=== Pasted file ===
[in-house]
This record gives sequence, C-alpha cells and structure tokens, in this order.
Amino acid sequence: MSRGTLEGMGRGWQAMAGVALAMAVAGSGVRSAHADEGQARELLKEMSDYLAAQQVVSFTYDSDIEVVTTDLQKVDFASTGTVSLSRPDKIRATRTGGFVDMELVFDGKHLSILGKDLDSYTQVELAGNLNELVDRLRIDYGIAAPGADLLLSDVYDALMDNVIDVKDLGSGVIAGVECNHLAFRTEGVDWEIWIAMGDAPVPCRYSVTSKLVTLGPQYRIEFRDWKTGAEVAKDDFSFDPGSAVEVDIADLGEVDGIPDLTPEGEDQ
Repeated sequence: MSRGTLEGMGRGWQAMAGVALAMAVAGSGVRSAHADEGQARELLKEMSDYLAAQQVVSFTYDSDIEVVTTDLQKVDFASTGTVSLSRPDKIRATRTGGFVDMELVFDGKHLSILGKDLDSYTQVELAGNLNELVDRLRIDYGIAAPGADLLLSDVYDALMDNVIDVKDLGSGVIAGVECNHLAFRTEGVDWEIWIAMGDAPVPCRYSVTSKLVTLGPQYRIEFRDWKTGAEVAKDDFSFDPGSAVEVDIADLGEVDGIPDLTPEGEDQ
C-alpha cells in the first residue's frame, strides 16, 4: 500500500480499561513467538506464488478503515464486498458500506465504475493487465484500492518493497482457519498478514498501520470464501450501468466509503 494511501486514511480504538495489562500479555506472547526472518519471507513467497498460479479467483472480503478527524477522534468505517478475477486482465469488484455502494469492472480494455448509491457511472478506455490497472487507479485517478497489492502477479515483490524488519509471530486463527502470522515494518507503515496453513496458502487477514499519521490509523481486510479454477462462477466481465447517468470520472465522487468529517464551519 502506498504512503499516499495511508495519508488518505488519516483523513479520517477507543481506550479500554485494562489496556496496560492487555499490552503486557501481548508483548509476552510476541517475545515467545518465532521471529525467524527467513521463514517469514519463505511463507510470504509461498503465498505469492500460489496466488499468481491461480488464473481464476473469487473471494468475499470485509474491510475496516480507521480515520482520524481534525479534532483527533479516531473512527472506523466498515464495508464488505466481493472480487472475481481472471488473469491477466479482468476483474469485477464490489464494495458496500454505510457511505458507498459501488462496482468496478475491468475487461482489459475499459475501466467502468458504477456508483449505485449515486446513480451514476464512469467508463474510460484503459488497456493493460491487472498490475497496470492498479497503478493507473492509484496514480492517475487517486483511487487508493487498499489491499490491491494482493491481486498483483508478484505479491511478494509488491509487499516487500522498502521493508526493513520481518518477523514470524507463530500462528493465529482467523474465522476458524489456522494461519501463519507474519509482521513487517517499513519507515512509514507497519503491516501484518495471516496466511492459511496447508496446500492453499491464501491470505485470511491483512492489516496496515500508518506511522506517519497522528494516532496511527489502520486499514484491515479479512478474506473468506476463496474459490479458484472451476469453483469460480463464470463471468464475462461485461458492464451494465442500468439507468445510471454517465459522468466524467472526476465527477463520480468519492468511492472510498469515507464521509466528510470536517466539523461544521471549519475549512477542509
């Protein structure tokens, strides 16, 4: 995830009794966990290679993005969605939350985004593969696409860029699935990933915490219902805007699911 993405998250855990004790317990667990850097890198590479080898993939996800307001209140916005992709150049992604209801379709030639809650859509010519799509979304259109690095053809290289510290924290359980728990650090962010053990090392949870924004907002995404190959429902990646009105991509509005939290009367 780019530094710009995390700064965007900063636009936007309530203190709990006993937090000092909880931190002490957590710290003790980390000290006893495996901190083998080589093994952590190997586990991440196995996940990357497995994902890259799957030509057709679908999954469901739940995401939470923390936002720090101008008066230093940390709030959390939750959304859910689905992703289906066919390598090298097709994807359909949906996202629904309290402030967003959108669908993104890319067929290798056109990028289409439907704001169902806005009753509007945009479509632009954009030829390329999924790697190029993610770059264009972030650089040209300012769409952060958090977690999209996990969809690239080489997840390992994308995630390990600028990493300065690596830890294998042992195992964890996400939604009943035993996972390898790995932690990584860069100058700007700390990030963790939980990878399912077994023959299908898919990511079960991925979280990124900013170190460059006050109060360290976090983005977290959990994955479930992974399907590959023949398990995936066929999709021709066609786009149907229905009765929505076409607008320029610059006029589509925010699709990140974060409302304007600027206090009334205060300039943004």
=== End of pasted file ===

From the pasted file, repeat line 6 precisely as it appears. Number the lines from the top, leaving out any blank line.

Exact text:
């Protein structure tokens, strides 16, 4: 995830009794966990290679993005969605939350985004593969696409860029699935990933915490219902805007699911 993405998250855990004790317990667990850097890198590479080898993939996800307001209140916005992709150049992604209801379709030639809650859509010519799509979304259109690095053809290289510290924290359980728990650090962010053990090392949870924004907002995404190959429902990646009105991509509005939290009367 780019530094710009995390700064965007900063636009936007309530203190709990006993937090000092909880931190002490957590710290003790980390000290006893495996901190083998080589093994952590190997586990991440196995996940990357497995994902890259799957030509057709679908999954469901739940995401939470923390936002720090101008008066230093940390709030959390939750959304859910689905992703289906066919390598090298097709994807359909949906996202629904309290402030967003959108669908993104890319067929290798056109990028289409439907704001169902806005009753509007945009479509632009954009030829390329999924790697190029993610770059264009972030650089040209300012769409952060958090977690999209996990969809690239080489997840390992994308995630390990600028990493300065690596830890294998042992195992964890996400939604009943035993996972390898790995932690990584860069100058700007700390990030963790939980990878399912077994023959299908898919990511079960991925979280990124900013170190460059006050109060360290976090983005977290959990994955479930992974399907590959023949398990995936066929999709021709066609786009149907229905009765929505076409607008320029610059006029589509925010699709990140974060409302304007600027206090009334205060300039943004």